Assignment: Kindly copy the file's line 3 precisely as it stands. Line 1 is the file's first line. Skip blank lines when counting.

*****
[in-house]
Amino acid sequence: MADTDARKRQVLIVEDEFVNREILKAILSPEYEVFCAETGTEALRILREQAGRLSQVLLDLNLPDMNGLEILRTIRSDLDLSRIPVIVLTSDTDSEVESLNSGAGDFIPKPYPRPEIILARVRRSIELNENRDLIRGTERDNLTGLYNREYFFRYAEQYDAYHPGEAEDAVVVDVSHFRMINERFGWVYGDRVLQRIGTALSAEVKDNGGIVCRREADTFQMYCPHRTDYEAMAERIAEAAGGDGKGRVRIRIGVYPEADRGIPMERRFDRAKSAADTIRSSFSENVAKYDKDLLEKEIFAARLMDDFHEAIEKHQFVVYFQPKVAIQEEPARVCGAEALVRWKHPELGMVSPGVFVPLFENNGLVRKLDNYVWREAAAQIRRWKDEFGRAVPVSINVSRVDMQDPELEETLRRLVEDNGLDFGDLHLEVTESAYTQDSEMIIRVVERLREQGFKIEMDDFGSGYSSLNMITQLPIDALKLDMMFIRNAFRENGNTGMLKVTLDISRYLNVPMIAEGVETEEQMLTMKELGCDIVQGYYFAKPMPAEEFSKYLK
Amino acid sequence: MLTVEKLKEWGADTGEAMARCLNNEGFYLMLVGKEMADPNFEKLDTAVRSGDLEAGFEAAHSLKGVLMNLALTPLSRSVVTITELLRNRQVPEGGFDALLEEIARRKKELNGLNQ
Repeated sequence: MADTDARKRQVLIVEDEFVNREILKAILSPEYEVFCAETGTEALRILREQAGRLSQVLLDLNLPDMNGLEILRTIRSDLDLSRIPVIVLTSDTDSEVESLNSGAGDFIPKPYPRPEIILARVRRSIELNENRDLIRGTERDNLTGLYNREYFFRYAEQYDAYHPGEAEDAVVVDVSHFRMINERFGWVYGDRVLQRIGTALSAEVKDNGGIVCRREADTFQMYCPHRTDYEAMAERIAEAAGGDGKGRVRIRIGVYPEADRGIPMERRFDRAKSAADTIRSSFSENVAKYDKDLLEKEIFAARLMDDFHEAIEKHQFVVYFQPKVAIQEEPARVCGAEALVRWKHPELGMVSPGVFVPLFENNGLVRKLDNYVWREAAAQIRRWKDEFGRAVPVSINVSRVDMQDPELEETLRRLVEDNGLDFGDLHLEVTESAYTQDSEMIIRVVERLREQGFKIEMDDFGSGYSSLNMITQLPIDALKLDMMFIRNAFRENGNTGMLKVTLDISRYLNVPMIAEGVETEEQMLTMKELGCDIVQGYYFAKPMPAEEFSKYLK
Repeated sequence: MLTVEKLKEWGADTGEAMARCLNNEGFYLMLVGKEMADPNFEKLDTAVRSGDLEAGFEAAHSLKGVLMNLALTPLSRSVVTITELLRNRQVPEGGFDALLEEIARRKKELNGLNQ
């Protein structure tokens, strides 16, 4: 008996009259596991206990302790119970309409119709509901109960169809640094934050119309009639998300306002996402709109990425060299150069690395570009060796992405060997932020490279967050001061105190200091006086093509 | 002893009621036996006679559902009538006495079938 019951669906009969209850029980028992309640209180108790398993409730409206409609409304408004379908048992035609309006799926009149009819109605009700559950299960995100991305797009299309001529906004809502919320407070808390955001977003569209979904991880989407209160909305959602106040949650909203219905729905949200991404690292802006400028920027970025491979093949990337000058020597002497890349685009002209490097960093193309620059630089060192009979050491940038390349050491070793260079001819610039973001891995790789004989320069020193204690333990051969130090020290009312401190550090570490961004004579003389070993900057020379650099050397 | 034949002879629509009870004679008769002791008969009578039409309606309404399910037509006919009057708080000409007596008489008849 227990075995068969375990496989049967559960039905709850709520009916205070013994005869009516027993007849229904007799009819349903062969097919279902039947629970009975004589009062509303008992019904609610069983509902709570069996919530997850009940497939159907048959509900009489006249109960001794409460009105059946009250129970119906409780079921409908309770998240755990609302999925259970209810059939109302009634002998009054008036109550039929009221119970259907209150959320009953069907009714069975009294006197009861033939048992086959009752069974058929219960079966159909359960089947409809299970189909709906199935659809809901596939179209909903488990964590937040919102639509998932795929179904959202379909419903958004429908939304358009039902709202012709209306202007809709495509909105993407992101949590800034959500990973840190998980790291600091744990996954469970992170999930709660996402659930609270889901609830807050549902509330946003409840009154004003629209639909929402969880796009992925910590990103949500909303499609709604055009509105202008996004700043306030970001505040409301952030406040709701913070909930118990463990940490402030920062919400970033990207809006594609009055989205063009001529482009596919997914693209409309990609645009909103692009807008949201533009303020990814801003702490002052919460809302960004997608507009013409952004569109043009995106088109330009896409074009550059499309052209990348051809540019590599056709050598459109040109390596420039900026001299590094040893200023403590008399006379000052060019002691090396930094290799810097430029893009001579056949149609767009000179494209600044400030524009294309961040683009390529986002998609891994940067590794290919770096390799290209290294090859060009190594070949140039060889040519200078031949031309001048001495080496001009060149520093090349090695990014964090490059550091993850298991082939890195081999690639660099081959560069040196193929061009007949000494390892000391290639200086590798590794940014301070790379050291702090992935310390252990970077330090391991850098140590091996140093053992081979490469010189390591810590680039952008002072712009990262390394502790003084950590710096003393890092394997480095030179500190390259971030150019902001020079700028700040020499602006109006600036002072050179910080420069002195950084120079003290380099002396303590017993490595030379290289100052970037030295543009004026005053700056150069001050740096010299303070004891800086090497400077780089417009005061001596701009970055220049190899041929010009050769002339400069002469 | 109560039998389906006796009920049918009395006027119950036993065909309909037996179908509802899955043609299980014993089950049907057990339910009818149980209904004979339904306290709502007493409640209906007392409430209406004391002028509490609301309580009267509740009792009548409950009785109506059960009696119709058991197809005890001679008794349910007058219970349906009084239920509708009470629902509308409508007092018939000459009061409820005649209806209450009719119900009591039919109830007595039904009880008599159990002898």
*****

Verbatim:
Amino acid sequence: MLTVEKLKEWGADTGEAMARCLNNEGFYLMLVGKEMADPNFEKLDTAVRSGDLEAGFEAAHSLKGVLMNLALTPLSRSVVTITELLRNRQVPEGGFDALLEEIARRKKELNGLNQ